WHEN Dennis Barnes came across these documents in his mother’s belongings he had no idea who the soldier was.
He has been wondering about the brave soldier for almost 20 years and now hopes to reunite the papers with family members.
Dennis, who lives in Bashall Street, Bolton, found a faded newspaper cutting from The Bolton Journal, a letter from King George offering sympathy to the soldier’s family and a letter from the War Office to say he was mentioned in a despatch from General Sir Charles Monro on March 6, 1916.
The soldier was called John Jones and he lived with his wife and child at 29 Cardwell Street in Bolton.
He received the DCM — only one below the Victoria Cross for other ranks — at the withdrawal stage from Gallipoli.
According to military historian Charles Sandbach this would indicate that Sgt Jones “was holding up the fire right to the end on the beaches”.
In an article in The Bolton Journal it is reported that John was at Gallipoli from May 1915 to January 9, 1916.
He then went to Sinai and in March 1917 to France.
The article: ‘The DCM was awarded on January 4, 1916 at Gallipoli. After being wounded he kept up a steady rate of fire with his gun and displayed great coolness and courage.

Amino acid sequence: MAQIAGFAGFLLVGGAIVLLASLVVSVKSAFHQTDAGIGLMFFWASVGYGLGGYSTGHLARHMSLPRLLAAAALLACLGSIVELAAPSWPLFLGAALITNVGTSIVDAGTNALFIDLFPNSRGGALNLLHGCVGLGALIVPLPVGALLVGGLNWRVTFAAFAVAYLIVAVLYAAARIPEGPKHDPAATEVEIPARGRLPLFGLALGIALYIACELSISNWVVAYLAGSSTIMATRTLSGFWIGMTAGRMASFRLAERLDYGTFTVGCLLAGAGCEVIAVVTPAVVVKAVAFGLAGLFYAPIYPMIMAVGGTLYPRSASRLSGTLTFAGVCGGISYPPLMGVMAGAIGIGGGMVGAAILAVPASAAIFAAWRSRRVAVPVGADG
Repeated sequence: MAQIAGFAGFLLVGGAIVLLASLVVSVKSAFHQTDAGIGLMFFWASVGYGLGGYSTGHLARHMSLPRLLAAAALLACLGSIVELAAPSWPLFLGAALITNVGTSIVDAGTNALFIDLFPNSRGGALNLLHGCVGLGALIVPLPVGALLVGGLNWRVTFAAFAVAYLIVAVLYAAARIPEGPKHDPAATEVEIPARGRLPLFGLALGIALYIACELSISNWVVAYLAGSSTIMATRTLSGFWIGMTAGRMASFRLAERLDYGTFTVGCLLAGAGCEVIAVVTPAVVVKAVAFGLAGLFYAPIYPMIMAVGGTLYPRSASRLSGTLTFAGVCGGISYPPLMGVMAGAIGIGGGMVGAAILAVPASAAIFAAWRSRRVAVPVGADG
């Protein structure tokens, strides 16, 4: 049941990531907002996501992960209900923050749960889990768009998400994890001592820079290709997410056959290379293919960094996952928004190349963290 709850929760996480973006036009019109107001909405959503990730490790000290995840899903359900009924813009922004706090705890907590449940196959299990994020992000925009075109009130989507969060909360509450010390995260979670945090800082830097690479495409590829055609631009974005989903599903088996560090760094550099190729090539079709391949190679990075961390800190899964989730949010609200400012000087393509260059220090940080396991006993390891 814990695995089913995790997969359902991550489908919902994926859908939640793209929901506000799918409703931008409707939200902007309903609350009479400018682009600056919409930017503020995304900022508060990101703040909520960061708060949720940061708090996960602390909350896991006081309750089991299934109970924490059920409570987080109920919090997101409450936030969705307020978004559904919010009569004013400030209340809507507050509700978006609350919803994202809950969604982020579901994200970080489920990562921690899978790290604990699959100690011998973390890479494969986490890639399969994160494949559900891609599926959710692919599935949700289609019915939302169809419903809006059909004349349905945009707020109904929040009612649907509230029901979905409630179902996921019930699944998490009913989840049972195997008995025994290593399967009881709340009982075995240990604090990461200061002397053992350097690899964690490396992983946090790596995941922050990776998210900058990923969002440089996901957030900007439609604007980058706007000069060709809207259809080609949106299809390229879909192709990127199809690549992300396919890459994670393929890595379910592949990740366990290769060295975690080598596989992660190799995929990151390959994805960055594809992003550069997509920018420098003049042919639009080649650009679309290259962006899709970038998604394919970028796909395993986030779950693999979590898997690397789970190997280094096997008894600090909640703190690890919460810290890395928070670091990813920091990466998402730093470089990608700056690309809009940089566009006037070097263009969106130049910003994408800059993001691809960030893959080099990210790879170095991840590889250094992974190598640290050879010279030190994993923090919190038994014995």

"Sgt Jones resides with his wife and child at 29 Cardwell Street, Bolton and prior to joining the forces was an employee of Messrs William Ryder Ltd, Beehive Works, Folds Road, Bolton as an electrician.”
His name is on the roll of honour at St Paul’s Church, Astley Bridge.
Dennis, aged 75, said the name was not one he was familiar with. The paperwork was discovered among the belongings of his mother, Marjorie Dunn who was married to George Alwyn Dunn — known as Alwyn.
“I do wonder if he is any relation of my stepdad but I don’t know the name at all,” says Dennis, who has asked around the family to see if anyone knows anything but to no avail.
Dennis and his 64-year-old wife Shirley thought little about the documents until the centenary of World War One captured their attention.
“We suddenly thought we needed to do something about this,” says Dennis, who adds that a friend asked at the British Legion but they said they could not do anything with the documents.
Now he is hoping a reader will recognise the name.
“I would love to get these things back to the family. That is where they belong,” says Dennis.
Anyone who thinks they may know the family can get in touch with Gayle McBain on 01204 537269 or email firstname.lastname@example.org